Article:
‘Infidels’ on the Internet: Pakistan’s Social Media ‘Cancel Culture’ During the Pandemic


  • Sadia Uddin York University




This paper explores how the pandemic intersects with religious nationalism in Pakistan and isolates vulnerable groups through the use of its colonial-era Blasphemy Laws. Using the August 2020 case of a music video shoot inside a mosque, the paper emphasizes the role of social media ‘cancel culture’ in mobilizing these laws to persecute ‘wrongdoers’ in the name of ‘Islam’. The paper confronts power relations and creates new knowledge to challenge prevailing hegemonic structures by exploring the selective applicability of cancel culture and the Blasphemy Laws.

Author Biography

Sadia Uddin, York University

Sadia Uddin is a Ph.D. Candidate in the Humanities Program at York University. Her research focuses on the narratives of Pakistani women during periods of conflict. She examines the interplay of public policy, patriarchy, and misrepresentations of Islamic law as controls on knowledge production. Sadia holds a Masters in Humanities and an Honours B.A. in Political Science and South Asian Studies from York University. She has also completed a Professional Certificate in Public Administration and Law with a Diploma in Asian Studies. Her research interests include Pakistan, religious extremism and minorities, gender, postcolonial literature, and law.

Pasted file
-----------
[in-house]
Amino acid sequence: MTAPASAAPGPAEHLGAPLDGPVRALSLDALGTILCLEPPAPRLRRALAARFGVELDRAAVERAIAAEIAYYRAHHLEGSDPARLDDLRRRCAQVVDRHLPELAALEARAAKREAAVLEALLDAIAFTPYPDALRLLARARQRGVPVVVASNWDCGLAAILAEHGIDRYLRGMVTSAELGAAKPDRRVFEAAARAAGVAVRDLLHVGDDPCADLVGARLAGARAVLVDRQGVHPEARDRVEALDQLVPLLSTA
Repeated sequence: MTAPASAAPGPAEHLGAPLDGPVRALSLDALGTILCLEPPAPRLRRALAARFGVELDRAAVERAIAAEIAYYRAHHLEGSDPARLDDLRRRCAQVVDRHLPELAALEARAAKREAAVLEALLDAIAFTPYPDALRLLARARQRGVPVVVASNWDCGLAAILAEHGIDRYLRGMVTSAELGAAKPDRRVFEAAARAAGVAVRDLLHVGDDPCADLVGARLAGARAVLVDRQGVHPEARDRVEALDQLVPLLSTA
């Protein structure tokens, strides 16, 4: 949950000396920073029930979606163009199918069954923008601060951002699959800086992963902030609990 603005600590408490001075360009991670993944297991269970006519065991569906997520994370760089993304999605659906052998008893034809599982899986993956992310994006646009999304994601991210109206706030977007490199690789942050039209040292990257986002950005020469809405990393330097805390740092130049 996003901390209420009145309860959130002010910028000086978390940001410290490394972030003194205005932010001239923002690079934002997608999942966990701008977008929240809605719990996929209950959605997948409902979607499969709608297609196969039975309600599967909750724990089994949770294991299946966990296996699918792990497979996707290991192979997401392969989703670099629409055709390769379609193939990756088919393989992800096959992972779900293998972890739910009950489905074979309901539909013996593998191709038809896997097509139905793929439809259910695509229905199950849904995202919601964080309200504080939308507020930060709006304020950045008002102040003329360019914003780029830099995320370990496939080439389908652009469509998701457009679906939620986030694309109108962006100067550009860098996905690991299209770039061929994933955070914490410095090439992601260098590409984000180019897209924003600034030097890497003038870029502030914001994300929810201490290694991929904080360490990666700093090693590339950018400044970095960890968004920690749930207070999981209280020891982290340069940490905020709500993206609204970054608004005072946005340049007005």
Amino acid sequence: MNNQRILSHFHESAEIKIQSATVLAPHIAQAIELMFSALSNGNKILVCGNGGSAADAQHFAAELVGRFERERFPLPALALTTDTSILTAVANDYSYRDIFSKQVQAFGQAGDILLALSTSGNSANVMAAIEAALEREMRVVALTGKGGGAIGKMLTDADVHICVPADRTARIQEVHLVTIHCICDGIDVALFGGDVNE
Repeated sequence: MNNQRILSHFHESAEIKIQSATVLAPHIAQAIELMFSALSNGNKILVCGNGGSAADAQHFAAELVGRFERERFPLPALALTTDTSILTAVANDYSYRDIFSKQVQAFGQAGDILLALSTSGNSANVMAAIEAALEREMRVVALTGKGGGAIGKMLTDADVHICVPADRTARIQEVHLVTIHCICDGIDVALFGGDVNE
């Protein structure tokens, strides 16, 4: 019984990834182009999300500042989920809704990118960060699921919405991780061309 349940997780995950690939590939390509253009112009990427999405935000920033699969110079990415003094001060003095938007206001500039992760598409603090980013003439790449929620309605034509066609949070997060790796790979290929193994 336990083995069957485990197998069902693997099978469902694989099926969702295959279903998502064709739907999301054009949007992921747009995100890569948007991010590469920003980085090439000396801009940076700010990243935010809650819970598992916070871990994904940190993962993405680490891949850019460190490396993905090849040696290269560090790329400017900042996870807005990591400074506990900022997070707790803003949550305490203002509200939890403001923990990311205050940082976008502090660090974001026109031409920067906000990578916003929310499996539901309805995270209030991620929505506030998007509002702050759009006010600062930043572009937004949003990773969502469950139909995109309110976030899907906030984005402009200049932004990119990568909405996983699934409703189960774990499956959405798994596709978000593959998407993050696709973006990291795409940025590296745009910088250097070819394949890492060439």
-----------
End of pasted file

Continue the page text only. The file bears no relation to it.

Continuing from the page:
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How to Cite

Uddin, S. (2023). ‘Infidels’ on the Internet: Pakistan’s Social Media ‘Cancel Culture’ During the Pandemic. Imaginations: Journal of Cross-Cultural Image Studies, 14(1), 87–113. https://doi.org/10.17742/IMAGE29665